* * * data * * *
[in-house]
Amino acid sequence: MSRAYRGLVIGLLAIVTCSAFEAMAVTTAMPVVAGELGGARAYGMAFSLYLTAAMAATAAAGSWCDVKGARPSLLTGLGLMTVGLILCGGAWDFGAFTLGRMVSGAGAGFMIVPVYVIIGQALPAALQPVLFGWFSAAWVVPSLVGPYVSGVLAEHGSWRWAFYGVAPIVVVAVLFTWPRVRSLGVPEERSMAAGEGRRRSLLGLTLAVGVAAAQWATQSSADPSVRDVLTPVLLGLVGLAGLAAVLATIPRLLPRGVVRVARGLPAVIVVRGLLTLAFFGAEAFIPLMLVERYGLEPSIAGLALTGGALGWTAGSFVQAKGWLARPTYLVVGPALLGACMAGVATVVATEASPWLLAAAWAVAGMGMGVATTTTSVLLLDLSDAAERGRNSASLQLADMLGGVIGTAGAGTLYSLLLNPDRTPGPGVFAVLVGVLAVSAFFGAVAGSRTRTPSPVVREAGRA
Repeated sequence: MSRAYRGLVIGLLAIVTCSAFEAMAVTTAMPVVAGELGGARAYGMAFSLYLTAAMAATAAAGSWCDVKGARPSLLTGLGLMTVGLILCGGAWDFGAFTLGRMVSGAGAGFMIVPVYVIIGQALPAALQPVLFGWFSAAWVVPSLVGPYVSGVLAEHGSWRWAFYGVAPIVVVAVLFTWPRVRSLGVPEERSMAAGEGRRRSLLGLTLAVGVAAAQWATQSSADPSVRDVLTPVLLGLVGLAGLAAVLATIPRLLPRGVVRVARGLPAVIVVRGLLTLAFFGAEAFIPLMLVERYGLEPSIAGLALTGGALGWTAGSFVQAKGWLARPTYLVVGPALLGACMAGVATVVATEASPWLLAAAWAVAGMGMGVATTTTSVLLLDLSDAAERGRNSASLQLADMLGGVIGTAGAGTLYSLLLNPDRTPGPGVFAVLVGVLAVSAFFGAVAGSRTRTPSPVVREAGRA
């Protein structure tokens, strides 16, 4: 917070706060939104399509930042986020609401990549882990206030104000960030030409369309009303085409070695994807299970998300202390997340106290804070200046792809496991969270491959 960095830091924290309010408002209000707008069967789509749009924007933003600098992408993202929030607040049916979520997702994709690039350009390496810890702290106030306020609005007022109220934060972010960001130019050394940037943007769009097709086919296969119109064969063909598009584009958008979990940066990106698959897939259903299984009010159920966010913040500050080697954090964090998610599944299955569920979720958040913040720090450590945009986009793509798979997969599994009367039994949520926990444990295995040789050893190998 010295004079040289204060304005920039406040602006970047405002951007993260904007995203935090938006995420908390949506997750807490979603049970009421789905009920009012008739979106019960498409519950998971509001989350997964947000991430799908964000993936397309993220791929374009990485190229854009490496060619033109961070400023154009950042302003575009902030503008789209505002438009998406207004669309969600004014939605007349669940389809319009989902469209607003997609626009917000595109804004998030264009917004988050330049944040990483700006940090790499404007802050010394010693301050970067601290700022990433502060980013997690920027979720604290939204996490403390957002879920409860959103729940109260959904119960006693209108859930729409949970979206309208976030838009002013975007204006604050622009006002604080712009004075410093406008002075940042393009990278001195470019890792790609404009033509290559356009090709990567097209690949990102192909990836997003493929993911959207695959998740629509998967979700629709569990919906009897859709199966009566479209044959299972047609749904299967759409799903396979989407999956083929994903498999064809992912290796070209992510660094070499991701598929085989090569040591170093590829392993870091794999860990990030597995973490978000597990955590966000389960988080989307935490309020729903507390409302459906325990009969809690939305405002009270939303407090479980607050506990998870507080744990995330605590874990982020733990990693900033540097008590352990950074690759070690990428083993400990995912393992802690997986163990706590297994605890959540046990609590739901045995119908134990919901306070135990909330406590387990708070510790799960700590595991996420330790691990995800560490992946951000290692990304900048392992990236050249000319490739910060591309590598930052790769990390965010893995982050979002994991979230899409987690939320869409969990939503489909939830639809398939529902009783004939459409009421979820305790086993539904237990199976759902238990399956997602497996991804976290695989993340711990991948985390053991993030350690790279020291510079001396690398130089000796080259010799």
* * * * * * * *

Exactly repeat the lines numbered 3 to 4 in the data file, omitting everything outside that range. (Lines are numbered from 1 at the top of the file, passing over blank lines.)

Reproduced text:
Repeated sequence: MSRAYRGLVIGLLAIVTCSAFEAMAVTTAMPVVAGELGGARAYGMAFSLYLTAAMAATAAAGSWCDVKGARPSLLTGLGLMTVGLILCGGAWDFGAFTLGRMVSGAGAGFMIVPVYVIIGQALPAALQPVLFGWFSAAWVVPSLVGPYVSGVLAEHGSWRWAFYGVAPIVVVAVLFTWPRVRSLGVPEERSMAAGEGRRRSLLGLTLAVGVAAAQWATQSSADPSVRDVLTPVLLGLVGLAGLAAVLATIPRLLPRGVVRVARGLPAVIVVRGLLTLAFFGAEAFIPLMLVERYGLEPSIAGLALTGGALGWTAGSFVQAKGWLARPTYLVVGPALLGACMAGVATVVATEASPWLLAAAWAVAGMGMGVATTTTSVLLLDLSDAAERGRNSASLQLADMLGGVIGTAGAGTLYSLLLNPDRTPGPGVFAVLVGVLAVSAFFGAVAGSRTRTPSPVVREAGRA
């Protein structure tokens, strides 16, 4: 917070706060939104399509930042986020609401990549882990206030104000960030030409369309009303085409070695994807299970998300202390997340106290804070200046792809496991969270491959 960095830091924290309010408002209000707008069967789509749009924007933003600098992408993202929030607040049916979520997702994709690039350009390496810890702290106030306020609005007022109220934060972010960001130019050394940037943007769009097709086919296969119109064969063909598009584009958008979990940066990106698959897939259903299984009010159920966010913040500050080697954090964090998610599944299955569920979720958040913040720090450590945009986009793509798979997969599994009367039994949520926990444990295995040789050893190998 010295004079040289204060304005920039406040602006970047405002951007993260904007995203935090938006995420908390949506997750807490979603049970009421789905009920009012008739979106019960498409519950998971509001989350997964947000991430799908964000993936397309993220791929374009990485190229854009490496060619033109961070400023154009950042302003575009902030503008789209505002438009998406207004669309969600004014939605007349669940389809319009989902469209607003997609626009917000595109804004998030264009917004988050330049944040990483700006940090790499404007802050010394010693301050970067601290700022990433502060980013997690920027979720604290939204996490403390957002879920409860959103729940109260959904119960006693209108859930729409949970979206309208976030838009002013975007204006604050622009006002604080712009004075410093406008002075940042393009990278001195470019890792790609404009033509290559356009090709990567097209690949990102192909990836997003493929993911959207695959998740629509998967979700629709569990919906009897859709199966009566479209044959299972047609749904299967759409799903396979989407999956083929994903498999064809992912290796070209992510660094070499991701598929085989090569040591170093590829392993870091794999860990990030597995973490978000597990955590966000389960988080989307935490309020729903507390409302459906325990009969809690939305405002009270939303407090479980607050506990998870507080744990995330605590874990982020733990990693900033540097008590352990950074690759070690990428083993400990995912393992802690997986163990706590297994605890959540046990609590739901045995119908134990919901306070135990909330406590387990708070510790799960700590595991996420330790691990995800560490992946951000290692990304900048392992990236050249000319490739910060591309590598930052790769990390965010893995982050979002994991979230899409987690939320869409969990939503489909939830639809398939529902009783004939459409009421979820305790086993539904237990199976759902238990399956997602497996991804976290695989993340711990991948985390053991993030350690790279020291510079001396690398130089000796080259010799």